The values of slowness generated by the random number as shown in equation (9) form an initial model m0 of the slownesses of the earth formation. The values of slowness in the initial model m0 can be used to generate a synthetic waveform (acoustic signal) for selected receiver locations on the acoustic logging instrument according to the time-domain waveform synthesis method described in the Tang U.S. Pat. No. 5,541,890, and reviewed herein. This is shown in FIG. 4a at 102. A difference can be determined for each receiver location between the synthesized waveform at that location, and the waveform of the acoustic signal actually measured by the acoustic logging instrument at the corresponding receiver location. The difference between the synthetic waveform and the waveform actually measured at each receiver location constitutes the so-called "error" (or "objective")function, as shown at 104.
The next step in the method of the invention is to generate a "perturbed" model m1 of the slownesses of the formation, as shown at 106. The perturbed model m1 represents the original model in which each slowness value is changed by a random amount. The random amount, at least initially, can fall within substantially the entire possible range of values of slownesses for each slowness element of the model. As will be further explained, the possible range of slowness values is progressively narrowed as the optimization proceeds. The perturbed model m1 can be generated according to the expression:
m1 =m0 +yi (mmax -mmin) (10)
where yi is a random number falling within a range of possible values in the particular perturbed model which depends on the model "temperature". yi can be calculated according to the expression: ##EQU6## where Ti represents the "temperature" over which the model is to be tested. As will be further explained, the temperature of the models can be reduced according to a particular "schedule" in order to achieve a global minimum value for the objective function.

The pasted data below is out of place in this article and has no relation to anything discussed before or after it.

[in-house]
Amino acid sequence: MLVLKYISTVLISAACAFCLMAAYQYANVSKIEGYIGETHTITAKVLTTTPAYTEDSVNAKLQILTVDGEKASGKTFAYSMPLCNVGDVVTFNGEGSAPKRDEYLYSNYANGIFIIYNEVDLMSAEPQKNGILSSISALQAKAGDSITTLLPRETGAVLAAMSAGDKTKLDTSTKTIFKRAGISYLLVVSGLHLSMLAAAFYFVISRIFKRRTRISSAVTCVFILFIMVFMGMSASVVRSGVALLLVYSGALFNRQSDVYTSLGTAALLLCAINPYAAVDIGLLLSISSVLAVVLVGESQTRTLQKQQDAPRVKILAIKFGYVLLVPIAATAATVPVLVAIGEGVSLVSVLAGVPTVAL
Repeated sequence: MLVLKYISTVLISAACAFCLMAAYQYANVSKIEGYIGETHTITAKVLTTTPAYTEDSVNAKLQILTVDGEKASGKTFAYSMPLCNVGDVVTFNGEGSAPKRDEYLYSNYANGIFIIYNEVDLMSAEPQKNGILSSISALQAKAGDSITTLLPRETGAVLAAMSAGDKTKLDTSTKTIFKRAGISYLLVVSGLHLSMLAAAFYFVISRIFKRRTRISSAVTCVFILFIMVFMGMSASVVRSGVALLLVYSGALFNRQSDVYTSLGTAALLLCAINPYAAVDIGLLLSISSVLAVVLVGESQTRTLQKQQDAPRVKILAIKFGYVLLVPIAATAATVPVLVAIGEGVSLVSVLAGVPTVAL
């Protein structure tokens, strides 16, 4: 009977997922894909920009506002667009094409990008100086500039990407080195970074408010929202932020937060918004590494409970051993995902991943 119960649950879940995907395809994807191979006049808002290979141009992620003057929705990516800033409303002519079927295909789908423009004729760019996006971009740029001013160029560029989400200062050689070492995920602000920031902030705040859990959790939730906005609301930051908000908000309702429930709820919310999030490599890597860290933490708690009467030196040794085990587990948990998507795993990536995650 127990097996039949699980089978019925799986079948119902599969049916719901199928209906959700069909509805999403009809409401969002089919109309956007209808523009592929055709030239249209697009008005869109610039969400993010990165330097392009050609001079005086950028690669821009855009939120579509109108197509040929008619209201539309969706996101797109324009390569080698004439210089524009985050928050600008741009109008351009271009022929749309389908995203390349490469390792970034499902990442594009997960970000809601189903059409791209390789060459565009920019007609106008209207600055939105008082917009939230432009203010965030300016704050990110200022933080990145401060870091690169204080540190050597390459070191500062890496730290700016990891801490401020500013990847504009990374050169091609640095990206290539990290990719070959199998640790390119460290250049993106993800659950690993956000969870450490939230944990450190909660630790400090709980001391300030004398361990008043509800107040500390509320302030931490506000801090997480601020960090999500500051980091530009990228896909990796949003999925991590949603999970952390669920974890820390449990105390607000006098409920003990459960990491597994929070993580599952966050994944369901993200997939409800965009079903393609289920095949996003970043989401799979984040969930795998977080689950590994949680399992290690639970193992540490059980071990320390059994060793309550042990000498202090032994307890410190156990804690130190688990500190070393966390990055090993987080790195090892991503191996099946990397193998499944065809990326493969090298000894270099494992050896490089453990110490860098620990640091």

After the perturbed model m1 is calculated, new waveforms based on the slowness values in the perturbed model my can then be synthesized, as shown at 108. The synthesized waveforms can then be compared with the actual measured waveforms from each corresponding receiver location on the instrument. A new error function E1 can then be generated, as shown at 108, for the synthesized waveforms from the perturbed model m1, just as for the waveforms of the initial model m0. If the new error function E1 from the perturbed model m1 is less than the error function E0 for the initial model m0, as shown in decision box 110, then the perturbed model m1 can be selected for the next step in the process. The pass through from decision box 134 will be explained later. If E1 is greater than E0, a probability function P based on the "temperature" can then be calculated, as shown at 112. The expression for the probability function can be shown as:
where ΔE represents the difference between error functions E1 and E0. A new random number between zero and one can then be selected, as shown at 114. Generally the temperature T in equation (12) can be the same as the model temperature Ti, but in certain circumstances, such as where the system operator is more confident of some of the model slowness parameters, the temperature in equation (12) may be reduced. If the value of the probability function P is greater than the random number, then the perturbed model m1 can be substituted for the original model m0, as shown in decision box 118 and at 116. If the value of the probability function is less than the random number, then the original model m0 is retained for the next step in the process, as shown at 120. The theoretical basis for the model selection according to the probability function in equation (12) is explained in the Metropolis et al reference, supra.